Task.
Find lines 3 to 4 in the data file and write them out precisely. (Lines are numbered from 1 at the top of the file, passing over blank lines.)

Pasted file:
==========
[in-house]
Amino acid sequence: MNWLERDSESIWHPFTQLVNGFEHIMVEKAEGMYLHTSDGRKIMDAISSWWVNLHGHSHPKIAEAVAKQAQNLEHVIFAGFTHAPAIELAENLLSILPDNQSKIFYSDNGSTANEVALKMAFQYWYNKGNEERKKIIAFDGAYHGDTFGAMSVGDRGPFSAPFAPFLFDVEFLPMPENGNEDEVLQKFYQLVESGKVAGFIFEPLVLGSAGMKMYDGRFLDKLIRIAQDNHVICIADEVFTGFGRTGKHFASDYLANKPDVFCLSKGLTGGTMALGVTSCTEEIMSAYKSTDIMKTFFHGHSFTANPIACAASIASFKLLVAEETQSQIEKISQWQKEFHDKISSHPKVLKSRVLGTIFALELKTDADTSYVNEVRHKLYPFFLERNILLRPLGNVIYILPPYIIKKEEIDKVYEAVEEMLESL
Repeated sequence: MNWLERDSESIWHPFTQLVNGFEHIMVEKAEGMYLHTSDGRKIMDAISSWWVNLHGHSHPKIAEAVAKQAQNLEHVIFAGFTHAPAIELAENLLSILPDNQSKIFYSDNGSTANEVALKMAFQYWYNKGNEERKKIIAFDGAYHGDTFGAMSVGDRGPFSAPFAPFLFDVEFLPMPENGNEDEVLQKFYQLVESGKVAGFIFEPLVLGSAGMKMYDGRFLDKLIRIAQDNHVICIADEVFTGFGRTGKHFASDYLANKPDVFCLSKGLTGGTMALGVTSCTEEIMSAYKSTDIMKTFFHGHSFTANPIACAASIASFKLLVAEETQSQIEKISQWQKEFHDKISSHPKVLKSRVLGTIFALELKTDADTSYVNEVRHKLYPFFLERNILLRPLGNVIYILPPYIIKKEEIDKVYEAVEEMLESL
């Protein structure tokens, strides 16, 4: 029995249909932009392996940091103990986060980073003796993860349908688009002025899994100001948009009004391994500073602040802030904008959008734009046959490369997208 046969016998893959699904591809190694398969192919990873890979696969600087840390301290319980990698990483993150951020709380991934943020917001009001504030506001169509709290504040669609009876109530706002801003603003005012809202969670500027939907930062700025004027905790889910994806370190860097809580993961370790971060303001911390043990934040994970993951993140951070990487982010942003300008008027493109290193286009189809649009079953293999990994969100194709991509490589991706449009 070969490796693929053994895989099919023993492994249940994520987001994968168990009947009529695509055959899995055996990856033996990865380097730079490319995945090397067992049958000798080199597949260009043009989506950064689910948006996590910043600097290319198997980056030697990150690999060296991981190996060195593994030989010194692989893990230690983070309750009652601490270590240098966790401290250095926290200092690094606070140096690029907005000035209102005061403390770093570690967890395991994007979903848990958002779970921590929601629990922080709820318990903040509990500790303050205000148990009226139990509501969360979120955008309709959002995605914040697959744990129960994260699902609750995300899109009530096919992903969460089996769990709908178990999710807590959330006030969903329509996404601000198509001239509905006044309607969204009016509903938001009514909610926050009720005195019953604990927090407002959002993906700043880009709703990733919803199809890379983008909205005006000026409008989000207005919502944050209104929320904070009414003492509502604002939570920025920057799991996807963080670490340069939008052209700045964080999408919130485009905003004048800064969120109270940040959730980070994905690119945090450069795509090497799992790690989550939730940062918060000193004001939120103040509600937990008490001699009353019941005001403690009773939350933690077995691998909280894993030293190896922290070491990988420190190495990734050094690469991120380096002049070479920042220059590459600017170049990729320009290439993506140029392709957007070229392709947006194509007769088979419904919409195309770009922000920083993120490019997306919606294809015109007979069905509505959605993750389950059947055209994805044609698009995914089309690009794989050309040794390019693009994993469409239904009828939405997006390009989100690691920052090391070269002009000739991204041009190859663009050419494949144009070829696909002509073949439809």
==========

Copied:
Repeated sequence: MNWLERDSESIWHPFTQLVNGFEHIMVEKAEGMYLHTSDGRKIMDAISSWWVNLHGHSHPKIAEAVAKQAQNLEHVIFAGFTHAPAIELAENLLSILPDNQSKIFYSDNGSTANEVALKMAFQYWYNKGNEERKKIIAFDGAYHGDTFGAMSVGDRGPFSAPFAPFLFDVEFLPMPENGNEDEVLQKFYQLVESGKVAGFIFEPLVLGSAGMKMYDGRFLDKLIRIAQDNHVICIADEVFTGFGRTGKHFASDYLANKPDVFCLSKGLTGGTMALGVTSCTEEIMSAYKSTDIMKTFFHGHSFTANPIACAASIASFKLLVAEETQSQIEKISQWQKEFHDKISSHPKVLKSRVLGTIFALELKTDADTSYVNEVRHKLYPFFLERNILLRPLGNVIYILPPYIIKKEEIDKVYEAVEEMLESL
């Protein structure tokens, strides 16, 4: 029995249909932009392996940091103990986060980073003796993860349908688009002025899994100001948009009004391994500073602040802030904008959008734009046959490369997208 046969016998893959699904591809190694398969192919990873890979696969600087840390301290319980990698990483993150951020709380991934943020917001009001504030506001169509709290504040669609009876109530706002801003603003005012809202969670500027939907930062700025004027905790889910994806370190860097809580993961370790971060303001911390043990934040994970993951993140951070990487982010942003300008008027493109290193286009189809649009079953293999990994969100194709991509490589991706449009 070969490796693929053994895989099919023993492994249940994520987001994968168990009947009529695509055959899995055996990856033996990865380097730079490319995945090397067992049958000798080199597949260009043009989506950064689910948006996590910043600097290319198997980056030697990150690999060296991981190996060195593994030989010194692989893990230690983070309750009652601490270590240098966790401290250095926290200092690094606070140096690029907005000035209102005061403390770093570690967890395991994007979903848990958002779970921590929601629990922080709820318990903040509990500790303050205000148990009226139990509501969360979120955008309709959002995605914040697959744990129960994260699902609750995300899109009530096919992903969460089996769990709908178990999710807590959330006030969903329509996404601000198509001239509905006044309607969204009016509903938001009514909610926050009720005195019953604990927090407002959002993906700043880009709703990733919803199809890379983008909205005006000026409008989000207005919502944050209104929320904070009414003492509502604002939570920025920057799991996807963080670490340069939008052209700045964080999408919130485009905003004048800064969120109270940040959730980070994905690119945090450069795509090497799992790690989550939730940062918060000193004001939120103040509600937990008490001699009353019941005001403690009773939350933690077995691998909280894993030293190896922290070491990988420190190495990734050094690469991120380096002049070479920042220059590459600017170049990729320009290439993506140029392709957007070229392709947006194509007769088979419904919409195309770009922000920083993120490019997306919606294809015109007979069905509505959605993750389950059947055209994805044609698009995914089309690009794989050309040794390019693009994993469409239904009828939405997006390009989100690691920052090391070269002009000739991204041009190859663009050419494949144009070829696909002509073949439809």